I was just thinking when, before you guys came, about the Boulevard. You know, in the old days, the Boulevard was the place to be. And then as, you know, as the neighborhood went, as they say, everybody started moving up and up. And that's the same way it was in West Philadelphia. When things got bad in West Philadelphia, they sort of moved up to Overbrook Park. And then the next step was in Wynwood. And that's the same way it is, it looks like in the Boulevard.

When things got bad, you know, the, we used to have a saying from welfare to Mayfair. (LAUGH) Like a joke, you know? But anyhow in the mean time, they move up, out, further and further out. You know? Because the, by that time, it's too, either too dangerous or your home value has deteriorated so bad, it isn't worth staying any more.

So I think as far as living peacefully again, the question I think, we're never going to live peacefully if we don't live together economically. And that doesn't mean you have to have money to, to survive. But you, you should, you do. I could see. And I see a lot of the black people couldn't stand it. And they went aw, they got away. They went away too. So it wasn't only the white. I saw black flight goin from North Philly to Mount Airy, or to Chestnut Hill. So I saw that too in my day, in my time.

I think that. So, yeah, that's a hard question. But I think it's, again, I'll go back to economics. It seems like the, the neighborhoods that are integrated, and their on the same level as money coming in, you know? I think they get along fine.

I think it's the, it's the Gray's Ferry issue. For instance, I could see what happened. Gray's Ferry people, they lived there. They worked hard for their little home. They couldn't go any further. There maybe a lot of, uh. To me, the basic makeup of Gray's Ferry was low class Irish, lower class. I mean that in money wise. And then they worked hard and they loved their homes. And then they saw the Section 8's come in. And they say, wow, you know, it, it's better not to have anything and get a Section 8. Look at this?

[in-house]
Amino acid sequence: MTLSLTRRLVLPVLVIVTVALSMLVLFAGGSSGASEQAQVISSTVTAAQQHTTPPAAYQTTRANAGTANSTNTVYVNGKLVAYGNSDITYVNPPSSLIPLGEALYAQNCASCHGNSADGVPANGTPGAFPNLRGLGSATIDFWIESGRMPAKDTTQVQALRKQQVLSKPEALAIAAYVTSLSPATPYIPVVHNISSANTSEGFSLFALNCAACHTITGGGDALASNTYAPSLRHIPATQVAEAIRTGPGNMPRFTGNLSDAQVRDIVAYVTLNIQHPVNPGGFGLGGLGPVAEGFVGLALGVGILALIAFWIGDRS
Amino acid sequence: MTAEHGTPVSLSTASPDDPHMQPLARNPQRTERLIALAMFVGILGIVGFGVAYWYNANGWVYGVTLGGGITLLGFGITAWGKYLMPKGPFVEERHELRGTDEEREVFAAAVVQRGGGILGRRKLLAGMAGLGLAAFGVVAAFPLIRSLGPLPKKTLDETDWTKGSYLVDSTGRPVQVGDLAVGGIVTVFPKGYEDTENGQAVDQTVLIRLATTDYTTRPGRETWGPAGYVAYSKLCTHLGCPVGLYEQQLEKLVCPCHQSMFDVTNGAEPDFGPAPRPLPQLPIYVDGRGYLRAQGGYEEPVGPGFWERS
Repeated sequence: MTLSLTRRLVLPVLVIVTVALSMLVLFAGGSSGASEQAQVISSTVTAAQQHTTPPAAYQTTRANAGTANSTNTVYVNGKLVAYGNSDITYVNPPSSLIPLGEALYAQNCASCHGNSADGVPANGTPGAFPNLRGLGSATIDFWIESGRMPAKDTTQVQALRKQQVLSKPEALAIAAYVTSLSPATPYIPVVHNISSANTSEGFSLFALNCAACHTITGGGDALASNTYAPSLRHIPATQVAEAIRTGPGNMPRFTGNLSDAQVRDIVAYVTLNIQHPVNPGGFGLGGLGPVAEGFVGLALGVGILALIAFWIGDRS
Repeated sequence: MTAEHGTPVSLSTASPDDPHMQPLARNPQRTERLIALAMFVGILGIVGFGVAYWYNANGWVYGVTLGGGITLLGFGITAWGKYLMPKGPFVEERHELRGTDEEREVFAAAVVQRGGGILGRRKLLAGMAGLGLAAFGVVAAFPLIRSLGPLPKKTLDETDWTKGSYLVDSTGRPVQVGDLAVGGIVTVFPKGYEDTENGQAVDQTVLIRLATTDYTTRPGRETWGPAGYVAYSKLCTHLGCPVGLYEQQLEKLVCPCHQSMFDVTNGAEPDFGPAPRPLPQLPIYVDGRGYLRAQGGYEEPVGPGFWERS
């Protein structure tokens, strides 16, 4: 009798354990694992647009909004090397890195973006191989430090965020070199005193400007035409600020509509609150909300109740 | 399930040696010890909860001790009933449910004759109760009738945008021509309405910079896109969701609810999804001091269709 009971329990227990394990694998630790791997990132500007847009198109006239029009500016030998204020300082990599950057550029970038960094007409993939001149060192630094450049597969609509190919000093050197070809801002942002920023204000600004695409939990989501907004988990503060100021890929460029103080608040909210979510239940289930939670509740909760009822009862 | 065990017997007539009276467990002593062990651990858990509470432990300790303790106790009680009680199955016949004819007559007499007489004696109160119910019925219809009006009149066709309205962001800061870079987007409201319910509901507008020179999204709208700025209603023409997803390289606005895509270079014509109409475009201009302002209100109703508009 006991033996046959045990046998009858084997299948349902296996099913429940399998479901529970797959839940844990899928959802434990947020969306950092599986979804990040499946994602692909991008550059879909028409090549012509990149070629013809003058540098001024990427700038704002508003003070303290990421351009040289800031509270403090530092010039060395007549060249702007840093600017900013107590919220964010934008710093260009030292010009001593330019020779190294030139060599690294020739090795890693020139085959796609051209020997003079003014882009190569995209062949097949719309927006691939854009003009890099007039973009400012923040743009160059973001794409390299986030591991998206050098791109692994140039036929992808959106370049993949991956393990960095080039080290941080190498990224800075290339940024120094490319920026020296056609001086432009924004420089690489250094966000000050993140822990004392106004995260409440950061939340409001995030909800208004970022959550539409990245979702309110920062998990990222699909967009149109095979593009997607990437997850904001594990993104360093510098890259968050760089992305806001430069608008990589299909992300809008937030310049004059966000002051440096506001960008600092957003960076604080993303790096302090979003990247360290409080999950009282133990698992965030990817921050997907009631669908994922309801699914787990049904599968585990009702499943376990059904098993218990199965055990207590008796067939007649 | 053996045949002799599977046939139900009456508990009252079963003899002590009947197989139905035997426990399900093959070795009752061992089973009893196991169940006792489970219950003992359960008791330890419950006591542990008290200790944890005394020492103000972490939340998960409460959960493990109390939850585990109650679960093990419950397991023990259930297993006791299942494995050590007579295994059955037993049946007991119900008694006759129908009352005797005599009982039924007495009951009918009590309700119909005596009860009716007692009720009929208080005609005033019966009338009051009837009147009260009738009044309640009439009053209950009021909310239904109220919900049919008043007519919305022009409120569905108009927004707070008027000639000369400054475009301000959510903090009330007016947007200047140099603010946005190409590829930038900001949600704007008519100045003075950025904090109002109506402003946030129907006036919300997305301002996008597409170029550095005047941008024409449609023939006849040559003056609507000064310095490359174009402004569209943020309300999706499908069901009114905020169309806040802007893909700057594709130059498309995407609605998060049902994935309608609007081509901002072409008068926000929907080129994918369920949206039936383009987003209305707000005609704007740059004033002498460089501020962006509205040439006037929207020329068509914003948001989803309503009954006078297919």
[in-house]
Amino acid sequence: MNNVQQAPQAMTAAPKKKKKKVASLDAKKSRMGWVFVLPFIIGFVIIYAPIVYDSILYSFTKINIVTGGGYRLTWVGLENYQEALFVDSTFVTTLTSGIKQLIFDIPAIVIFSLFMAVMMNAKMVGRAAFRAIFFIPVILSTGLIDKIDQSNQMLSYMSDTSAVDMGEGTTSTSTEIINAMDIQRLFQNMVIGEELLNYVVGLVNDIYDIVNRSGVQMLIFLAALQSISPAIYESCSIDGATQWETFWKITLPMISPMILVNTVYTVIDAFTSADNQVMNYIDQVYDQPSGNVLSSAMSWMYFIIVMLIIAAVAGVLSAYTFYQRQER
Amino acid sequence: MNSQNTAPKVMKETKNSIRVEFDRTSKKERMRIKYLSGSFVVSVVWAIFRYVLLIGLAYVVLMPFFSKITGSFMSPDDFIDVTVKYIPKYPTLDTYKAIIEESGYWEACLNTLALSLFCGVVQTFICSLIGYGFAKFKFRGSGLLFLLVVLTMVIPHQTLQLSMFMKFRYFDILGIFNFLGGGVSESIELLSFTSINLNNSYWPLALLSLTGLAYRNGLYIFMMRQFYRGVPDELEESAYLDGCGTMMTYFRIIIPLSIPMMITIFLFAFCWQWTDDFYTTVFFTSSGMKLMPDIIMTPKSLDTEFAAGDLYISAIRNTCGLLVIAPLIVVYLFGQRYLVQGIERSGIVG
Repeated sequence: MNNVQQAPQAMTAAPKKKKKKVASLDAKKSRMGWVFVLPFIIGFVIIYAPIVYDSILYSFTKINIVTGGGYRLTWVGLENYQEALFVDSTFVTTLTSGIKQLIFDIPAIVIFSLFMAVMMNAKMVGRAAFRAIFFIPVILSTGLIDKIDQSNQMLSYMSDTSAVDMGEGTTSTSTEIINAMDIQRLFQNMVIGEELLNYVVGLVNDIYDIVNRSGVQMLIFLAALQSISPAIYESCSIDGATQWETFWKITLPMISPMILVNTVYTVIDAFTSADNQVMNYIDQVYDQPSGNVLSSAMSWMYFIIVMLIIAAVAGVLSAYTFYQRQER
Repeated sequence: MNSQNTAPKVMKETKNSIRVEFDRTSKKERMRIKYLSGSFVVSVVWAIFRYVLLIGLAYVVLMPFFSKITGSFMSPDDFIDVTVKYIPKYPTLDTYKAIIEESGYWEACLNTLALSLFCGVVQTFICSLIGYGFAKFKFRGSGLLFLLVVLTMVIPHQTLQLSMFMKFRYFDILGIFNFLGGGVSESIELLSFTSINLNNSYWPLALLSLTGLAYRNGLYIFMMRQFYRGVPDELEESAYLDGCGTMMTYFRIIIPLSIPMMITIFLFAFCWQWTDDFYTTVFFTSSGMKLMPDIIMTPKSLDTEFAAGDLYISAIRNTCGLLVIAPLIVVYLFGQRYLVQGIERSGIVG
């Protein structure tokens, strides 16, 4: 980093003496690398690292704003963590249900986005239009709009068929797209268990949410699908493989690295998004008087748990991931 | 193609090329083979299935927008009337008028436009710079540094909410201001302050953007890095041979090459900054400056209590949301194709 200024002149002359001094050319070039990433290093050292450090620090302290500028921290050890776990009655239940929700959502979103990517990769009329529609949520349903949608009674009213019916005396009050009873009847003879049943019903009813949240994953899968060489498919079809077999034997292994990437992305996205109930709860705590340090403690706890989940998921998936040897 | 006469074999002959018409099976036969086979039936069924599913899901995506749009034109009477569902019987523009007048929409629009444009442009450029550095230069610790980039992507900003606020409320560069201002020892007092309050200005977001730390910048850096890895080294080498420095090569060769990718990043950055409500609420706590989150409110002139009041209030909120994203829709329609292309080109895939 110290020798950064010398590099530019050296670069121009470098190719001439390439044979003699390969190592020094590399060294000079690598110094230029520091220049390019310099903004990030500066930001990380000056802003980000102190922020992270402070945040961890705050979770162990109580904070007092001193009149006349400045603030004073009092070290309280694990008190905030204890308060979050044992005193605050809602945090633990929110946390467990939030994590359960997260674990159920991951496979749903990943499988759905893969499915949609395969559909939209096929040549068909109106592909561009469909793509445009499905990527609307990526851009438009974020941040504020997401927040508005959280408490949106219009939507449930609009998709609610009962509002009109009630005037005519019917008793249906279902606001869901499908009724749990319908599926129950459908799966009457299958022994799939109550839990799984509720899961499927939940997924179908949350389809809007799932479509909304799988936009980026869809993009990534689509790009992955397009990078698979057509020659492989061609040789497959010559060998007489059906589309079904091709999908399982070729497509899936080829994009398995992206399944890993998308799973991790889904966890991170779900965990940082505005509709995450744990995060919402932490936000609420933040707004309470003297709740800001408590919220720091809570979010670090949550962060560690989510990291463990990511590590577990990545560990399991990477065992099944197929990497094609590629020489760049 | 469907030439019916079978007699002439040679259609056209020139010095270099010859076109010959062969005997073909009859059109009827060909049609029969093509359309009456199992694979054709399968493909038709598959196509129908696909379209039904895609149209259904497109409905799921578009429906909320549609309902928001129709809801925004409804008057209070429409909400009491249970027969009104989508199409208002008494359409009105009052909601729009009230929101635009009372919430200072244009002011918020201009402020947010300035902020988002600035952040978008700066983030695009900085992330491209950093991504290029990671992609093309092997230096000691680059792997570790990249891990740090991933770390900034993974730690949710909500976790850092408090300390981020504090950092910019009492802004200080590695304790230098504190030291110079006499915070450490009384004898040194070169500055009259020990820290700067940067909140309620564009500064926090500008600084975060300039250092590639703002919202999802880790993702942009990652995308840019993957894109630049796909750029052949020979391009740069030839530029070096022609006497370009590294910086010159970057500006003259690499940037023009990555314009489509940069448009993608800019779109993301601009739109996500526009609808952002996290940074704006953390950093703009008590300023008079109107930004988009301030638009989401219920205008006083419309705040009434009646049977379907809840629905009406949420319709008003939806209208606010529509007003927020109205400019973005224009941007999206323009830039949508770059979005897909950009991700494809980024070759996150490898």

And I think. And it just so happened that the poor soul was black, so they are working against one another, it doesn't promote the City. And I think the people in the City are beginning to realize that there's about Philadelphia is the fact that as Latinos, we have made a significant contribution to the City of Philadelphia. We took the ng of some other incidents 'cause we did realize how open Philly is on, in both extremes. Because, you know, there's everyday I walk home from work and strangers off the street, you know, if you, if I make eye contact or if they make eye contact it's like hi. And it's a sweet smile back, always, you know. Or, umm, that one time you walked to work and some woman across the street was sneezing like crazy, loud, everyone could hear her and you could hear some guy on the other side, bless you. Somebody else, bless you and she's like thank you. (Laughter.) You know, it's so great, you know to have that on some busy, crazy street down town. And so that's, it's you know that friendliness and, okay so we, we can go back to the City of Brotherly Love. But that's so true, you know, you have that aspect and then you have the City That Loves You Back, so you really have to love it first, you know, and accept it for what it is ... (Laughter.) ... before it loves you back. And I think that there's so much, there's some truth into that. (Laughter.)